The DiMenna-Nyselius Library is open for current Fairfield University students, faculty, and staff only. To learn more about our resources and services, visit the link below
This guide was designed to assist you in searching for print and online to support your AHST 1112 research paper. Please visit the library for help with your research.
For any research questions feel free to contact Brooke Duffy.
Starting Your Research:
Use the steps in the boxes below to refine your research topic before beginning. It will save you time!
Before you even begin your research, find your selected work of art on the Metropolitan Museum of Art website. It is important to have this in front of you so that you can use your formal analysis skills and the details provided in the museum's catalog record to formulate some research topics or questions.
Think of the questions relating to your chosen work of art in the context of the research assignment requirements. Answers to these questions will help you describe the object and put it in its historical context.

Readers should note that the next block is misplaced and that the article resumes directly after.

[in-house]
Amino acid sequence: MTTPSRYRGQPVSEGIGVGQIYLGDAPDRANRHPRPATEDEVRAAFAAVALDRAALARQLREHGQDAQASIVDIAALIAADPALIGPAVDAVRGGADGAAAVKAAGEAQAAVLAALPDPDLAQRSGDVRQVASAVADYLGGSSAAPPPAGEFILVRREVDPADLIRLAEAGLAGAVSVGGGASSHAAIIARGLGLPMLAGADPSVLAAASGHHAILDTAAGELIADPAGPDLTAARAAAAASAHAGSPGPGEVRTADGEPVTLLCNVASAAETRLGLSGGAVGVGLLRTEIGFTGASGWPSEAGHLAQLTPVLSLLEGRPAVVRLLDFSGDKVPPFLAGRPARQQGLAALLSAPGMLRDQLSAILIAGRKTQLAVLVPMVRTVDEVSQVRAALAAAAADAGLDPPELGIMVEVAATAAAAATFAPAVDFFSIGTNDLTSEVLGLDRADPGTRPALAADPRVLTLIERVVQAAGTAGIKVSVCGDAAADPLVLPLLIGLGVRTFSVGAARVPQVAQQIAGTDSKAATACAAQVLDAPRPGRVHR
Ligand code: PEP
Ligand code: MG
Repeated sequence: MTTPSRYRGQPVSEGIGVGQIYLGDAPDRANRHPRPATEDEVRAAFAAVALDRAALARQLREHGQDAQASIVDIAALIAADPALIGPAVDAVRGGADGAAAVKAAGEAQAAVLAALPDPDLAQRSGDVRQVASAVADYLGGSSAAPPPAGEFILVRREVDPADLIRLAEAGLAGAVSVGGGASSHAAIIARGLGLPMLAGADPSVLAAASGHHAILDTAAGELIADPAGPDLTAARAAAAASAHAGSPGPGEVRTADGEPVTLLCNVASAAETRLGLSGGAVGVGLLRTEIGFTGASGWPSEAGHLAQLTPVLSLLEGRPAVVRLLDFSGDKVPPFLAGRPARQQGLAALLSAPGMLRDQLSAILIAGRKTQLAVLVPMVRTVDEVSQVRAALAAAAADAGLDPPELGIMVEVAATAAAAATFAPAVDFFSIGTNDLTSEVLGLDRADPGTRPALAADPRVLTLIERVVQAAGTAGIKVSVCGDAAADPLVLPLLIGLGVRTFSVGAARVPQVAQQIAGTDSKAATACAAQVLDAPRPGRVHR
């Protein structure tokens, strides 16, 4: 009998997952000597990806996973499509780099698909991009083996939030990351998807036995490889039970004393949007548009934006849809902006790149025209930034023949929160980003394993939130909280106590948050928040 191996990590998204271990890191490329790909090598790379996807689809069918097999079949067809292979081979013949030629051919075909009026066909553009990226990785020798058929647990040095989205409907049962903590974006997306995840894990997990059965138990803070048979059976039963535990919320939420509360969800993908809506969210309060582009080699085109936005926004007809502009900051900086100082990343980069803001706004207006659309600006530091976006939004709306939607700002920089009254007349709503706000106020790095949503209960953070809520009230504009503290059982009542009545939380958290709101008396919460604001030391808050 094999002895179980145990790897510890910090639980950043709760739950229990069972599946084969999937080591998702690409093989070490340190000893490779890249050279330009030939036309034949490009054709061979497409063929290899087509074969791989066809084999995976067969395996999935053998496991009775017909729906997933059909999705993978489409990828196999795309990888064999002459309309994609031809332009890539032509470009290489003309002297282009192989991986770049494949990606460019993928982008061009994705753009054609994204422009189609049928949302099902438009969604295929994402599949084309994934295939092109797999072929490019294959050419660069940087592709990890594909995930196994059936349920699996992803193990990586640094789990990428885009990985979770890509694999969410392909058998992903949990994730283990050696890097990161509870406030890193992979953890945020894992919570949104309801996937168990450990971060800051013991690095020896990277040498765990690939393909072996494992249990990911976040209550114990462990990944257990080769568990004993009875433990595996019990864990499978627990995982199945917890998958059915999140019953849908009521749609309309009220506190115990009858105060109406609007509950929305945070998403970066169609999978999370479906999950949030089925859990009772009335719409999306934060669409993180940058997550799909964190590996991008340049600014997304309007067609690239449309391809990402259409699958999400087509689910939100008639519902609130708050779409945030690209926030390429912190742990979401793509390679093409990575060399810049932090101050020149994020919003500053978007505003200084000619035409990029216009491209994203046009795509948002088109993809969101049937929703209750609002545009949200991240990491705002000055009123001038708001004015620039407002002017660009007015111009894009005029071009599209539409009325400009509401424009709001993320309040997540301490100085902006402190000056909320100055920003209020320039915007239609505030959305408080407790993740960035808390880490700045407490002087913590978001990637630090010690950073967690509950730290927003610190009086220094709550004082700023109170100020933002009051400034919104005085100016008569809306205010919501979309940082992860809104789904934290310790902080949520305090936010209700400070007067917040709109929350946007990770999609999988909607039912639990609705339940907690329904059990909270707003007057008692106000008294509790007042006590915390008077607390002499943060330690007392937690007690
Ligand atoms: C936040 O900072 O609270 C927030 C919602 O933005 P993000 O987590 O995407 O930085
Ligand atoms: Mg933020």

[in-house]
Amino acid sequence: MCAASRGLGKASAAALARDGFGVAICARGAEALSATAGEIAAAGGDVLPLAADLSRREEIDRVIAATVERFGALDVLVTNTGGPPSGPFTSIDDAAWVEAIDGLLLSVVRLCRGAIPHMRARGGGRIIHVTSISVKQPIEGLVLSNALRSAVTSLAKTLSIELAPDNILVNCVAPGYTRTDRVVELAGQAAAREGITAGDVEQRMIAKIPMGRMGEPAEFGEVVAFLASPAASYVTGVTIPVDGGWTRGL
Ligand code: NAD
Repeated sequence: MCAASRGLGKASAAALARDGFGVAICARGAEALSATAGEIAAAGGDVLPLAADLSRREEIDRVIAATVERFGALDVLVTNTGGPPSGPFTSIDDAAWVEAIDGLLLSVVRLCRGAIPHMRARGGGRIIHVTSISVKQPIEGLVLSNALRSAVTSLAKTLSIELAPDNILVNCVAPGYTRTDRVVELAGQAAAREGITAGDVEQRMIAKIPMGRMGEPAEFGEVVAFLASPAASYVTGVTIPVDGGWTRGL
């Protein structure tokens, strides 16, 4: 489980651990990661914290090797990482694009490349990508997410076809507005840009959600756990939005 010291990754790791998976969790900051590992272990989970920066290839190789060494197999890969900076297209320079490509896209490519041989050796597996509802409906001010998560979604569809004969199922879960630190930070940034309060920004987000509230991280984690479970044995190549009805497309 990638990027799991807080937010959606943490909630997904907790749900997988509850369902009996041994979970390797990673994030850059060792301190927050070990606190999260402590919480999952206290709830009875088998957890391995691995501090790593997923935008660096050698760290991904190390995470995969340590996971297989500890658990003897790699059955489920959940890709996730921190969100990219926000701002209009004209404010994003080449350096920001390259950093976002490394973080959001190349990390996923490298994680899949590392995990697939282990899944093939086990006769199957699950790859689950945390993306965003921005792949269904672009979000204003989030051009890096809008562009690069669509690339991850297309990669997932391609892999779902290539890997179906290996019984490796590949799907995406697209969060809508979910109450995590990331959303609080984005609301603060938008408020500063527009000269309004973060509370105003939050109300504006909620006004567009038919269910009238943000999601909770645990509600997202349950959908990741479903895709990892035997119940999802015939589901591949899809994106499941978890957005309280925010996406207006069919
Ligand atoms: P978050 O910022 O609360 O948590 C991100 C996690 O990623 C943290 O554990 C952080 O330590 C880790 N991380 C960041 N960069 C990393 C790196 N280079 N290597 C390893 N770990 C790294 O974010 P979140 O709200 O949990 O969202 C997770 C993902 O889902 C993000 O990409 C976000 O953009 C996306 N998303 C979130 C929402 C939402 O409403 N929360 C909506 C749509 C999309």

Hint: Doing a thorough visual analysis of the art prior to this will help you generate questions. Also use details from the museum's information associated with the art to inform these questions.
What interests you about the object? What do you notice?
Think: Who, What, When, Where, Medium, Subject, Composition/style
You can use this guide to locate sources that will help answer your questions.
Look at your research questions and decide what category each one falls into.
If I want to find out information about a Roman mythological figure, I would probably start with the subject matter and symbolism tab, and possibly also check the historical context tab afterwards.
If I want to learn about sculpting techniques or how a piece of jewelry was made, I would look under the style and function tab first.
Also, use your research questions to isolate and brainstorm keywords that you can use to search online sources and look up in the index of print sources.
Silver scyphus depicting Tiberius in triumph. Roman, 1st century CE